Hard work the key to high achiever
Logan Ovenden-Clarke fits more into a day than most. The mature-age physiotherapy student, UniPASS facilitator, and recent winner of a prestigious Don Watts High Achiever Scholarship, juggles his studies with work, various community and leadership activities and regular training sessions in the water, which he classes as R&R.
While Logan is now firmly ensconced in his physiotherapy studies, his educational trajectory has been far from typical. Leaving school before completing year 12, he did a stint in the Army and then worked as a personal trainer, where he developed an interest in the functioning of the human body, rehabilitation and health. After initially contemplating a sports science degree, he realised his real interest lay in physiotherapy.
“I lived in London for five years, and when I moved back to Australia three years ago I was looking for a way to further my career and broaden my knowledge. As I was working FIFO, running the gym on site, I started looking for external courses I could do and found Charles Darwin University run an external sports science course that would have allowed me to continue full time work at the same time,” he said.
“As I never completed high school, I enrolled in their bridging program to gain entry to the course, but the more I thought about it, the more I realised I was more interested in the rehabilitation and medical side of health, so I decided to apply for physiotherapy instead. This meant that after completing the bridging course, I had to do a year of a Bachelor of Science (Health Sciences) to be eligible to apply for physiotherapy.”
Having decided on a course, Logan then embarked on a gruelling period of both work and study to ensure he gained a place in a Bachelor of Science (Physiotherapy).
“I worked full time while doing the bridging course and the first semester of Health Sciences. I would work 12 hour days and then spend another five to six hours studying in my room, when all my work colleagues went to the pub or played sport, but it paid off,” he said.
“The most rewarding aspects of my studies so far would be getting involved in the UniPASS program as a facilitator, helping students with difficult units, as well as constantly increasing my understanding of how the human body works…I am now a senior within the UniPASS program, helping develop the skills of other Peer Learning Facilitators.”
Like many students, Logan has found combining a heavy study load with paid work extremely demanding. The $12,000 per year Don Watts High Achiever Scholarship, which is awarded to only four students at the University, will help alleviate some of the pressures juggling work and study inevitably brings.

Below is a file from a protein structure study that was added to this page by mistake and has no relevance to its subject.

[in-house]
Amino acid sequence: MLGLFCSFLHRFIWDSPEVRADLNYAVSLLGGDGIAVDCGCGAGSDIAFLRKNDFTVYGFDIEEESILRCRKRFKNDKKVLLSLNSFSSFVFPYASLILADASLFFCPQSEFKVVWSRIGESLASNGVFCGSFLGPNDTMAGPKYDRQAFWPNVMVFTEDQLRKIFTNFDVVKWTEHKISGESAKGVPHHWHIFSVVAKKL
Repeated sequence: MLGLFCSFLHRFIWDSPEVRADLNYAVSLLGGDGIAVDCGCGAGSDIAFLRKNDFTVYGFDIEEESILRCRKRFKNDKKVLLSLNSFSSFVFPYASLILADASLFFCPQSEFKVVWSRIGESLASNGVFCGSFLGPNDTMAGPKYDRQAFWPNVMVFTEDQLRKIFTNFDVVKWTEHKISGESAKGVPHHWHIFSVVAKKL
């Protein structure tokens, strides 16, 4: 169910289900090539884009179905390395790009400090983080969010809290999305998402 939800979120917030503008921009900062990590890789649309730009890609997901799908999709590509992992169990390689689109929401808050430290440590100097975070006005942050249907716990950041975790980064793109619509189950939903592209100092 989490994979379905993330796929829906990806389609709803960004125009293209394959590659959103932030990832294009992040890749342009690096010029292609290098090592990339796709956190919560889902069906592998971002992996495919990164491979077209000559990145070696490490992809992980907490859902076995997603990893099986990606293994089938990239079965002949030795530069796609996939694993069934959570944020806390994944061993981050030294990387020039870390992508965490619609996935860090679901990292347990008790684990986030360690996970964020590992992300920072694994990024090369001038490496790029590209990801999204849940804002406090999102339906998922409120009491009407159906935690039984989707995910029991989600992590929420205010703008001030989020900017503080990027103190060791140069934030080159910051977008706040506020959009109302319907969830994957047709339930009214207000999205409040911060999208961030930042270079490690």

“There was so much work required to complete the application and it was due just before I had a major assignment, I very nearly didn’t complete it. I use to joke about how ironic it would have been had I not achieved the minimum grade to apply, because I was spending time applying,” Logan said.
“It means I have more time for my studies. All of last year I spent working around eight to nine hours a day every weekend but now I have this time to dedicate to extra study, which helps with life balance as well.”
Two of the selection criteria for the scholarship are leadership and community service, areas where Logan has developed skills and experience, with both children and adults, over a number of years.
“I have been involved in leadership positions for most of my adult life, from my time as a section commander in the Army, to managing the flagship venue of the largest outdoor fitness company in the world,” he said.
“Currently I am involved in running annual leadership workshops for Christchurch Grammar School year 11s, to help them develop the desirable attributes of a leadership and follow-ship. We also ran a similar program for young offenders over the Christmas period.
With community service, I am a patrolling member of the Swanbourne surf lifesaving club, as well as the current gym officer, and I run regular fitness classes for other members to help ensure lifesavers are fit to serve the public.”
Logan’s wanderlust, which has seen him travelling all over the world in previous years, has been a casualty of his University commitments, however he plans to head overseas at the end of the year.
“I travel when I can, which is obviously a lot harder now I’m studying full time. I’ve currently visited around 35 countries between Asia, Europe and Africa, and hopefully I’ll be able to get away at the end of this year as I didn’t manage to last year,” he said.
“It’s hard when all my friends have plans and I have to stay at home to study. Making friends from uni going through the same thing helps, as well as staying focused on the end goal.”